When Chef Ryan, age 30-going-on-17, came out from the kitchen, he literally bounced around the room with his shoulders jiggling and his head bobbing under his signature white Kangol hat, shaped like a bouffant shower cap. He volunteered that he suffers from ADD, which is believable, given his hyperactive food and his body language, and he says he doesn’t like to taste his dishes in the kitchen before they go out to the diners because then he always wants to play with them some more. He said he expected to stay at El Biz a long while. I hoped so because his exuberant food seemed a good fit for El Biz’s combination of golf duffers and metropolitan foodies.
Service, ambience, etc, constitute a separate chapter titled “Why I’d Rather Eat at El Biz than Addison.” Yeah, when we arrived ten minutes early, we had to wait in the bar for our “table to be ready,” even though half the tables were fully dressed but empty. (That’s $34 extra profit on drinks to them — although I really loved my pure, classic Margarita made without icky bar mix.) And, yeah, you have the management’s moronic Victorian dress rules, as though they’re still terrified of a ravenous horde in ragged jeans and dirty tees invading on the Night of the Living Hippies. Metrosexual Samurai Jim dressed by all the rules, but Michelle violated the no-denim dictate with a spangly black top over clean jeans — while after suffering in new patent leather at Addison, I’d reverted to my favorite martial-arts Mary Janes. Not exactly tennies, so no prob. But here, unlike Addison’s zombie-stiff servers, our waiter, Emerson, was cheerful and relaxed, his warmth and gusto reflecting the chef’s playfulness. The room is pretty, and the Spanish-style chairs are comfortable with those stick-up wooden tips at the shoulders where you can hang your hat and/or purse.
I’ve always enjoyed eating at El Biz, but I’m not sure I’ll ever do it again, at least for review. Most four-star restaurants hold on to talented chefs for years. Chef turnover like this tells me that the management at El Biz must be doing something wrong, and until they figure out how to correct that, the kitchen will suffer a whirlwind revolving door. (If you’re a kitchen escapee from El Biz and willing to talk about why you left, please email me. I’d love to hear from those who know, for a future report.)
More Diss-the-Chef at Cosmopolitan Restaurant: If you read the print edition rather than online, you may not have heard all the scandalous tales. Jeff Thurston (formerly of the Prado) was hired as opening chef there and worked for several weeks. Then, owner Joseph Melluso (who also owns Tin Fish) says he fired Jeff for “buying too-expensive ingredients.” Thurston told the U-T that he wasn’t fired but that he quit because Melluso neglected to pay him for several weeks’ work. Amy DiBiase replaced Thurston, and her cooking resulted in our very warm review of the restaurant in September. And then Melluso fired her, too, for “too expensive ingredients,” and says he’ll become the chef himself. Frankly, I feel like I’ve been conned: Melluso got his good review, even thanked me by email, and then pulled out the rug. So, if you’ve been planning a meal at Cosmopolitan, perhaps you should think again. The food won’t be the same. Skimping on ingredients? Sounds like the owner wants to turn it into a cheap tourist trap — just what the new Old Town needs, right? ■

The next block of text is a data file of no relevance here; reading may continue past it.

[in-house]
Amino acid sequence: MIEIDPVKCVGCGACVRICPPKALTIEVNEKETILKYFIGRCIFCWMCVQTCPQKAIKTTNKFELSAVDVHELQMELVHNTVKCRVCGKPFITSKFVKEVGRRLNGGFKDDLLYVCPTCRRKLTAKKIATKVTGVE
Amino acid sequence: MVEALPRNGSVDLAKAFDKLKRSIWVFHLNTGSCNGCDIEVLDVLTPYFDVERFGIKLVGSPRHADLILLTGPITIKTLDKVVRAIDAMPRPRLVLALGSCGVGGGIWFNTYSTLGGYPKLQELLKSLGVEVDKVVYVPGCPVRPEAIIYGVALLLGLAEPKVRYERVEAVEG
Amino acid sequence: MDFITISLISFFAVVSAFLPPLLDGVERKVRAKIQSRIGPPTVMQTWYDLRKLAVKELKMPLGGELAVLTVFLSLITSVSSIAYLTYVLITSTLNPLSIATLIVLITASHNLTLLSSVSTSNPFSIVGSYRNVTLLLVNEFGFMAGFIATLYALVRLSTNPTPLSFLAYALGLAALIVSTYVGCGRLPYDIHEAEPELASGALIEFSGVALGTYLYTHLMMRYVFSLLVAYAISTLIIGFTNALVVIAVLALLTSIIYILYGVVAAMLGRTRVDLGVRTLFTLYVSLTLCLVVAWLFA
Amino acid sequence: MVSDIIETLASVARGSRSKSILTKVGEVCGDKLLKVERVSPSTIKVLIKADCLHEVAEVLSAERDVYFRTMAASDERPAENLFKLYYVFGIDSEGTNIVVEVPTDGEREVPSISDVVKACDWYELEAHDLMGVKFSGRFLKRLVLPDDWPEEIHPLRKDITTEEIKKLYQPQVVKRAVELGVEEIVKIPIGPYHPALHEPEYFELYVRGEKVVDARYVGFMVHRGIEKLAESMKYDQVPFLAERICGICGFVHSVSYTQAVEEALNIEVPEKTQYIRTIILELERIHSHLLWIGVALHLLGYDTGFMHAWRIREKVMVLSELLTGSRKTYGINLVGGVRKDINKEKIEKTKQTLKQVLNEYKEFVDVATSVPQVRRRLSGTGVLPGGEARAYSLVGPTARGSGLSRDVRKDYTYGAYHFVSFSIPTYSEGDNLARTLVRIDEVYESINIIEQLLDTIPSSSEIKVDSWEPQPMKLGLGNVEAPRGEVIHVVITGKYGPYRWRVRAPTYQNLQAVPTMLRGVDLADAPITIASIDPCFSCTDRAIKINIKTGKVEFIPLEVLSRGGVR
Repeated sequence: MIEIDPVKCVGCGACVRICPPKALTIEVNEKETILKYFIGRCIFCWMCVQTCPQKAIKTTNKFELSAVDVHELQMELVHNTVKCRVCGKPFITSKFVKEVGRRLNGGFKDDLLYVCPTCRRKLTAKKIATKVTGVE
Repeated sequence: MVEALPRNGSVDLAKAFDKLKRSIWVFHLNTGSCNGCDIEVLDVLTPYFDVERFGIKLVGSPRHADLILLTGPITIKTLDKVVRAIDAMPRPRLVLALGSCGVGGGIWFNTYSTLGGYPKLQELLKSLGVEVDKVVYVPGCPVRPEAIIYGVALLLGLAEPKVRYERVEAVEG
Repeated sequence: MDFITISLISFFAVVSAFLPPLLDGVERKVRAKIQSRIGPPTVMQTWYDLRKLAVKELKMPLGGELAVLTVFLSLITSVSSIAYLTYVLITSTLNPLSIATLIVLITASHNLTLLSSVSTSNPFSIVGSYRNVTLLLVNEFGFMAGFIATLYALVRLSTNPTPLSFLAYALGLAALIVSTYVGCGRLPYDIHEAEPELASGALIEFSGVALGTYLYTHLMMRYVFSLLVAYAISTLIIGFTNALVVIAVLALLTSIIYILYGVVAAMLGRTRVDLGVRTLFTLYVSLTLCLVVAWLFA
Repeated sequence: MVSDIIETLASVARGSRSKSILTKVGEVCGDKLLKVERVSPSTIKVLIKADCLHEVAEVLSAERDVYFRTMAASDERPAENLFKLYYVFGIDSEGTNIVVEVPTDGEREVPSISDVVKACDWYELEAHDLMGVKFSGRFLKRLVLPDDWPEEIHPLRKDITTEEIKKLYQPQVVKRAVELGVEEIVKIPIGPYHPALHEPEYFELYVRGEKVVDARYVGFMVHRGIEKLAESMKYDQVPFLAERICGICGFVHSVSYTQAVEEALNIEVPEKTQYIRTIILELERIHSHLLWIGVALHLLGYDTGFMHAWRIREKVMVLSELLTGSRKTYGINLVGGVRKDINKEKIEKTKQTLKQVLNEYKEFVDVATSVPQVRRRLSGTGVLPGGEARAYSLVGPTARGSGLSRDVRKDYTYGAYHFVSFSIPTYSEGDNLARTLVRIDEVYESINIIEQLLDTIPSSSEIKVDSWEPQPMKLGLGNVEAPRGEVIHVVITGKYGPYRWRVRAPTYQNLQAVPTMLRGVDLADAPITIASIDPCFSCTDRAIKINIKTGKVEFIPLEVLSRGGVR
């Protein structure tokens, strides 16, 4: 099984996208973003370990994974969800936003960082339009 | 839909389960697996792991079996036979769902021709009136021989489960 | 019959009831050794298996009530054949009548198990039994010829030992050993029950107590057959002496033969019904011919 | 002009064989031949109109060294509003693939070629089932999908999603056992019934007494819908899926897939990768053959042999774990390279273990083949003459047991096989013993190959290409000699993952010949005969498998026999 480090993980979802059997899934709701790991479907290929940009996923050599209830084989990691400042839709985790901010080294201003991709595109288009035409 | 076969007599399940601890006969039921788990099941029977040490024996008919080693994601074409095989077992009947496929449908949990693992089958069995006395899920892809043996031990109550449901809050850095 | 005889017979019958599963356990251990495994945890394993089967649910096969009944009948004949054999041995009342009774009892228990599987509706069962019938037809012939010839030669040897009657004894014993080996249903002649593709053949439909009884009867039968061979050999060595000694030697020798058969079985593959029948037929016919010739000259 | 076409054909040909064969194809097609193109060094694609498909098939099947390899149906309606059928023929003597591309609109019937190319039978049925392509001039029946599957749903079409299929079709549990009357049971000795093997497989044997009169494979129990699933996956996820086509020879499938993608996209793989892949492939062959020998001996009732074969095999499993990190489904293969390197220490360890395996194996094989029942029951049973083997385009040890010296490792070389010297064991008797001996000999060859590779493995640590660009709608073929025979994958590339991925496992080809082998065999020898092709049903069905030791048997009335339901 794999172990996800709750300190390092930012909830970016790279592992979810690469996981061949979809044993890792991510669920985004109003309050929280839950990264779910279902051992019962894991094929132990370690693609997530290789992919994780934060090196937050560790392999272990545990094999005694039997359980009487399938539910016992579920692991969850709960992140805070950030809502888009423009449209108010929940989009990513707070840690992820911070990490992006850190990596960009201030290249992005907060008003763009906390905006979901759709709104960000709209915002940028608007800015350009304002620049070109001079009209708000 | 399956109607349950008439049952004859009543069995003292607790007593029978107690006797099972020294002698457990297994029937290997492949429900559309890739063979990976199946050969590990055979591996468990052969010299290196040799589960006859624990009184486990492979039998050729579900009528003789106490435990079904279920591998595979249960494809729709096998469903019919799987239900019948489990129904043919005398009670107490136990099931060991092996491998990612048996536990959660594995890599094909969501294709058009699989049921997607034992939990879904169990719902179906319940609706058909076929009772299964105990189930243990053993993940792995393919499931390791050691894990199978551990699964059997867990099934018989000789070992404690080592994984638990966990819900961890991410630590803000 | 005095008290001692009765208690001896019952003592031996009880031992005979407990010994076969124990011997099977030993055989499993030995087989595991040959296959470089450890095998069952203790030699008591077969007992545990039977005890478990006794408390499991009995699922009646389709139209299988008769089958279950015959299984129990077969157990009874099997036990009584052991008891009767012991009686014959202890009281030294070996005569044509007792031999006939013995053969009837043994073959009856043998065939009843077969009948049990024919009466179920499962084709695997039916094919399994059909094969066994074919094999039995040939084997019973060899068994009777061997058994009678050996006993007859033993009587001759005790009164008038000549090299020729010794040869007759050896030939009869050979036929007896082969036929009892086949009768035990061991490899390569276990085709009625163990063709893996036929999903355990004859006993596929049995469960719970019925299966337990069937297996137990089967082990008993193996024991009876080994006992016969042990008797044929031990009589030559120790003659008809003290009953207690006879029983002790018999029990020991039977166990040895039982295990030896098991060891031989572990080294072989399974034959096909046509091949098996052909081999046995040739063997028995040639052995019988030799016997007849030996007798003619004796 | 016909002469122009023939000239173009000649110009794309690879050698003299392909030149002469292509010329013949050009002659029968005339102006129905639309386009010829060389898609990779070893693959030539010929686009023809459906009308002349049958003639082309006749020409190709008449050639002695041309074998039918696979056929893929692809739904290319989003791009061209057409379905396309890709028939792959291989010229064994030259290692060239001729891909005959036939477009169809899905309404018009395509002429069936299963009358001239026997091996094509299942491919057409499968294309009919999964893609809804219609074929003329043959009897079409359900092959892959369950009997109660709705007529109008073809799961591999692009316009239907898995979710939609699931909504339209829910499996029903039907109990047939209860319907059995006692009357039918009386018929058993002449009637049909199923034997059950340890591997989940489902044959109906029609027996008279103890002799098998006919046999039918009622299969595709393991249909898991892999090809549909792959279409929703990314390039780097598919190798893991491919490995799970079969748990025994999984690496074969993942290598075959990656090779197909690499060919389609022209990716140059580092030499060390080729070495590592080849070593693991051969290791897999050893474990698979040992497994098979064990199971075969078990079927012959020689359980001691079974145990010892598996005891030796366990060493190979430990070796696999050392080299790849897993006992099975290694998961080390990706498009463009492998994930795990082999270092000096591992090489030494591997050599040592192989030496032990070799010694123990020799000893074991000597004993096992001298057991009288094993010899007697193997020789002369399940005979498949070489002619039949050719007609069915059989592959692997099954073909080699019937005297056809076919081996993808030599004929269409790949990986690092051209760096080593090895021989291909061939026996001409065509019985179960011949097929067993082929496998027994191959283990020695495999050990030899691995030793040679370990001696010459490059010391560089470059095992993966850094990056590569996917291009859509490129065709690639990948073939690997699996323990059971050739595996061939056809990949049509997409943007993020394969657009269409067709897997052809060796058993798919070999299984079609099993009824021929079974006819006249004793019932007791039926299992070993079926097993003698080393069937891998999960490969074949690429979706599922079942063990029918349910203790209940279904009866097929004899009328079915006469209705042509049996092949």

Rancho Bernardo Inn, 17550 Bernardo Oaks Drive (off Francisco Drive), 858-675-8550; ranchobernardoinn.com/bizcocho/
HOURS: Tuesday–Saturday 6:00 p.m.–9:00 p.m.; brunch Sunday 10:00 a.m.–1:00 p.m.
PRICES: Starters $12–$18; Entrées $32–$40; Desserts $6–$9. Chef tasting menus, five courses for $85, seven courses $120, luxury tasting $175, “Ex Nihilo Omakase” $250.
CUISINE & BEVERAGES: Playful American-French cooking with global flavors, local produce, complex flavor combinations. Recently downsized wine list is mainly Californian with fine choices at price ranges from $30 and up, a fair number by the glass. Full bar (serving a classic, from-scratch Margarita).
PICK HITS: May or may not still be available (see “Need to Know”): Lobster bisque; origami of sashimi; butter-poached Maine lobster; Duck Vinoise; diver scallops. Also consider slow-roasted lamb loin, dessert soufflé.
NEED TO KNOW: Star rating can’t be determined — chef departed three days after this meal. Marginal disability access: a few shallow stairs to dining room (wheelchair users eat in lounge) and a long roll to wheelchair bathroom. Specify wheelchair use when reserving. Official dress rules (not 100 percent enforced) prohibit denim and tennis shoes, prescribing dress shirts, shoes, pants, with jacket recommended (i.e., don’t dress like a surfer — but dressy-casual passes muster). Comfortable, quiet, with friendly, expert service.